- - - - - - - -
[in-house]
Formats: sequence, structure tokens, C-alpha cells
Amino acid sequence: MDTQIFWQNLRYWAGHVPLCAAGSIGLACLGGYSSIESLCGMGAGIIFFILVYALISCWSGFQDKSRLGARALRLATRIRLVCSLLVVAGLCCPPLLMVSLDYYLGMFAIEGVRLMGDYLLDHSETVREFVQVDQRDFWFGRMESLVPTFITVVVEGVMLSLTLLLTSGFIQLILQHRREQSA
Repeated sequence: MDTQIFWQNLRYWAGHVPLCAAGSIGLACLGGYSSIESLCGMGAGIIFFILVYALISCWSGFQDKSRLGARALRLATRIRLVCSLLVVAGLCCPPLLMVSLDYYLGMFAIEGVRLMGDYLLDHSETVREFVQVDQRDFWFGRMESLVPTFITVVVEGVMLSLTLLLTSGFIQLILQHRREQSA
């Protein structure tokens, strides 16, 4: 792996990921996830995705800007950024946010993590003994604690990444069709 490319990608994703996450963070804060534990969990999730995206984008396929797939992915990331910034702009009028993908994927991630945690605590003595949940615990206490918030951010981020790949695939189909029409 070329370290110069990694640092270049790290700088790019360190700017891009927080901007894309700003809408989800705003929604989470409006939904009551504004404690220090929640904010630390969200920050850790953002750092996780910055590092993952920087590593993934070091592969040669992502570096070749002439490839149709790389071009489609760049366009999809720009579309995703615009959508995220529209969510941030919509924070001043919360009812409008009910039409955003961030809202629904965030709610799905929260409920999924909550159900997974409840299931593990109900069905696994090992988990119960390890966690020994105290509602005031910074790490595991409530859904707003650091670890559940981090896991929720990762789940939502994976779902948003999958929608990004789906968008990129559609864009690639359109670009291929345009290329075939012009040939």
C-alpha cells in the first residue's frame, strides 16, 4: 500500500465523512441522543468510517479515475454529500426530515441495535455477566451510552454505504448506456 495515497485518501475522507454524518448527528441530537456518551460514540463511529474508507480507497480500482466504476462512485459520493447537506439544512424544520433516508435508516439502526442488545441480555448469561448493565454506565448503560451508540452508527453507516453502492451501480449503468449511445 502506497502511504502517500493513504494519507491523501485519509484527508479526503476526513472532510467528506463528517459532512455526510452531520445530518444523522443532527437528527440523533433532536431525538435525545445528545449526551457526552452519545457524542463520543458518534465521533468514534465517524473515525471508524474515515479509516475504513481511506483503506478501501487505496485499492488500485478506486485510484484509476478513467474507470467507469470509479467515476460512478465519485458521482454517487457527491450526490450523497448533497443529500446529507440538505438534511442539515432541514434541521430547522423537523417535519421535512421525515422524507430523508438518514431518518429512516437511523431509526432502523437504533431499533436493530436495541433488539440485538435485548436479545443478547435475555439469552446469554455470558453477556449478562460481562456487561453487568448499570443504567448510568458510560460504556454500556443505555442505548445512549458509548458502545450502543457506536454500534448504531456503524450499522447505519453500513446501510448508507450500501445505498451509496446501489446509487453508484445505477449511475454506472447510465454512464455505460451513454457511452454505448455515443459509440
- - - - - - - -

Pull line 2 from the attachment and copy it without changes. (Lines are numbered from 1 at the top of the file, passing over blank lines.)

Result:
Formats: sequence, structure tokens, C-alpha cells